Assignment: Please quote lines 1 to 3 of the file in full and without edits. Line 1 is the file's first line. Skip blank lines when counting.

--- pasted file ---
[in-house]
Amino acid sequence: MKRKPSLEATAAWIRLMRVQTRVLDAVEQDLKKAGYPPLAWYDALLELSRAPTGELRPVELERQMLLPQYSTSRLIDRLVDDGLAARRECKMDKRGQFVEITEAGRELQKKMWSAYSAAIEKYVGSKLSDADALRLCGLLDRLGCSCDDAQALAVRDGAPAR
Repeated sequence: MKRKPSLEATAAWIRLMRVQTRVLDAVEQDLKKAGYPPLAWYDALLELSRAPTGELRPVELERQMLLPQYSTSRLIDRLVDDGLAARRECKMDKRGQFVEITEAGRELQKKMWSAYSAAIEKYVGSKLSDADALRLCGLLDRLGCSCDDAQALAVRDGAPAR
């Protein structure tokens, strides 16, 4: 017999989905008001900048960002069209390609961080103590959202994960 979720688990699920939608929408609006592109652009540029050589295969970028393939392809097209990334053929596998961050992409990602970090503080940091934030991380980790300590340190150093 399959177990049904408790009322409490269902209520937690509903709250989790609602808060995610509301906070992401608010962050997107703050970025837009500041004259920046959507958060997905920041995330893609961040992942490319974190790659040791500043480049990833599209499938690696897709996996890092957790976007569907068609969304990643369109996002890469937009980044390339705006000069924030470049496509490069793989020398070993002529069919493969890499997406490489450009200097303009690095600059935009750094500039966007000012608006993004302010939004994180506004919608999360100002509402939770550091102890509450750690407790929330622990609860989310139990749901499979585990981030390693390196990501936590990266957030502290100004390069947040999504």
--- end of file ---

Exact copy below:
[in-house]
Amino acid sequence: MKRKPSLEATAAWIRLMRVQTRVLDAVEQDLKKAGYPPLAWYDALLELSRAPTGELRPVELERQMLLPQYSTSRLIDRLVDDGLAARRECKMDKRGQFVEITEAGRELQKKMWSAYSAAIEKYVGSKLSDADALRLCGLLDRLGCSCDDAQALAVRDGAPAR
Repeated sequence: MKRKPSLEATAAWIRLMRVQTRVLDAVEQDLKKAGYPPLAWYDALLELSRAPTGELRPVELERQMLLPQYSTSRLIDRLVDDGLAARRECKMDKRGQFVEITEAGRELQKKMWSAYSAAIEKYVGSKLSDADALRLCGLLDRLGCSCDDAQALAVRDGAPAR